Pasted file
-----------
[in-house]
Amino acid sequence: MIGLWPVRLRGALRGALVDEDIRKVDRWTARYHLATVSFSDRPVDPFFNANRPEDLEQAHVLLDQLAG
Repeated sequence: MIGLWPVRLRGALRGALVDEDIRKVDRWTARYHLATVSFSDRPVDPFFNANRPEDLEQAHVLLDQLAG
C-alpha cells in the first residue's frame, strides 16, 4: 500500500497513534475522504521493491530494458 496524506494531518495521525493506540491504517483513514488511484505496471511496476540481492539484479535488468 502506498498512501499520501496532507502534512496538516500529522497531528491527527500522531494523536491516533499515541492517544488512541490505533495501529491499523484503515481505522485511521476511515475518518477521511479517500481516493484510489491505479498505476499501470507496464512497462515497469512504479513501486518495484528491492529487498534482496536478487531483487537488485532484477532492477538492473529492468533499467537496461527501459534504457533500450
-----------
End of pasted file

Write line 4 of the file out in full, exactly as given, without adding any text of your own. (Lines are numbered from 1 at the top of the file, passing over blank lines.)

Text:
C-alpha cells in the first residue's frame, strides 16, 4: 500500500497513534475522504521493491530494458 496524506494531518495521525493506540491504517483513514488511484505496471511496476540481492539484479535488468 502506498498512501499520501496532507502534512496538516500529522497531528491527527500522531494523536491516533499515541492517544488512541490505533495501529491499523484503515481505522485511521476511515475518518477521511479517500481516493484510489491505479498505476499501470507496464512497462515497469512504479513501486518495484528491492529487498534482496536478487531483487537488485532484477532492477538492473529492468533499467537496461527501459534504457533500450